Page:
Ronan Farrow’s Botched Journalism is Troubling. The Response to It Has Been Worse

On January 9th, during jury selection for the sex-assault trial of Harvey Weinstein, Ronan Farrow tweeted that a “source” with knowledge of the proceedings had told him that “close to 50 potential jurors have been sent home” because they’d read his book, Catch and Kill: Lies, Spies and a Conspiracy to Protect Predators. In fact, the number of jurors sent home for that reason was two, as a New York Times reporter had already noted. Source involved in Weinstein trial tells me close to 50 potential jurors have been sent home because they said they’d read Catch and Kill. — Ronan Farrow (@RonanFarrow) January 10, 2020 Twitter typically isn’t journalism, and Farrow wasn’t tweeting in his capacity as a reporter. But the fact that he believed the vastly inflated figure to be accurate, saw fit to boast to his followers about it, and even stood by the number when later challenged on it, is indicative of his robust sense of self-regard and the ease with which he is seduced by dramatic but dubious narratives. As …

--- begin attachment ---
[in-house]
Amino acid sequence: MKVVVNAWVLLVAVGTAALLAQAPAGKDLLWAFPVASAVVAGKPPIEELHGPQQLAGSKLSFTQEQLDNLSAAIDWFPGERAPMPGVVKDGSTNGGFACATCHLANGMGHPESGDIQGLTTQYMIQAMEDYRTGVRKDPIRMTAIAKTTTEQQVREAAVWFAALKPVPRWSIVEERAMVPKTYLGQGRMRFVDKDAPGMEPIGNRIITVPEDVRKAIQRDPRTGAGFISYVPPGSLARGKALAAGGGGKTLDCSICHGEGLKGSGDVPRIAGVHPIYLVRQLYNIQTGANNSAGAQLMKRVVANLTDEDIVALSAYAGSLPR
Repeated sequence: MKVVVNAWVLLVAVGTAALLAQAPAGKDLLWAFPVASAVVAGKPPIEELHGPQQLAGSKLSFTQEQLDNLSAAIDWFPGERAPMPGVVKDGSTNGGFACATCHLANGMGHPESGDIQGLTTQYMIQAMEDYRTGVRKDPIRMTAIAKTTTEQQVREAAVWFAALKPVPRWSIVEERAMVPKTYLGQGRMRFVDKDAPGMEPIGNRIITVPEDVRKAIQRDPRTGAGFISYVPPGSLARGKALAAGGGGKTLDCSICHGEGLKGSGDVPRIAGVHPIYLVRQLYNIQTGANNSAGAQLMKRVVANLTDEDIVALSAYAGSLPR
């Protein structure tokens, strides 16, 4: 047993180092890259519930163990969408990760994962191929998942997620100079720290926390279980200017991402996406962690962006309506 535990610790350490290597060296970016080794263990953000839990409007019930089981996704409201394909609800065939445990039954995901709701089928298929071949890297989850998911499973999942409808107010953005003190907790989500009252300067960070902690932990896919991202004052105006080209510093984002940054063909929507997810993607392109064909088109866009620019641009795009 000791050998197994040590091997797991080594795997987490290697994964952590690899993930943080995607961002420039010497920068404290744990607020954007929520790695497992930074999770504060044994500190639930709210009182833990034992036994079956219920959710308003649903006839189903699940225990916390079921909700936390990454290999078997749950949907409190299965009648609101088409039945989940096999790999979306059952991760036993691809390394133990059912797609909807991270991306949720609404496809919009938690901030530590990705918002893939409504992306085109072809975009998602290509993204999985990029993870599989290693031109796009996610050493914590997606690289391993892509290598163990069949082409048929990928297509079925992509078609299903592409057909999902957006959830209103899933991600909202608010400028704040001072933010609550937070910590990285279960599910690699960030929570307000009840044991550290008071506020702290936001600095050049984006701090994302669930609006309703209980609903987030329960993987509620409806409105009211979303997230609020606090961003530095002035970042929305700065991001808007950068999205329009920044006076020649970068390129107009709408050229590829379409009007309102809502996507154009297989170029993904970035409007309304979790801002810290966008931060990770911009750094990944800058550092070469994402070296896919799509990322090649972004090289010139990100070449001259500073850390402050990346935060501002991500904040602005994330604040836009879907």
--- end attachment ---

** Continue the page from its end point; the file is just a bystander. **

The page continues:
No, COVID-19 Is Not a ‘Disaster for Feminism’

I wasn’t especially surprised to find an essay in the Atlantic calling the COVID-19 pandemic a “disaster for feminism.” But I am disappointed. It seems that the author, Helen Lewis, undervalues “women’s work” simply because it is unpaid labour. But to undervalue unpaid labour is to reaffirm corporate ideas of what constitutes valuable work. The denigration of home economics has always been a blind spot within feminism, which often champions traditionally male markers of professional and corporate success as success itself, rather than celebrating the un-corporatized nature of traditional female work. To repeat, I am not surprised by this anti-female logic at this late date, but I still find it disappointing. There are, of course, good reasons why feminists fought to emancipate women from the home. Economic independence transformed societies, economies, and the individual lives of many women, and allowed them to pursue intellectual, creative, professional fulfillment they had hitherto been denied. However, the kind of professional and capitalistic contemporary feminism (of which Lewis is apparently an adherent) seems to require the denigration of home …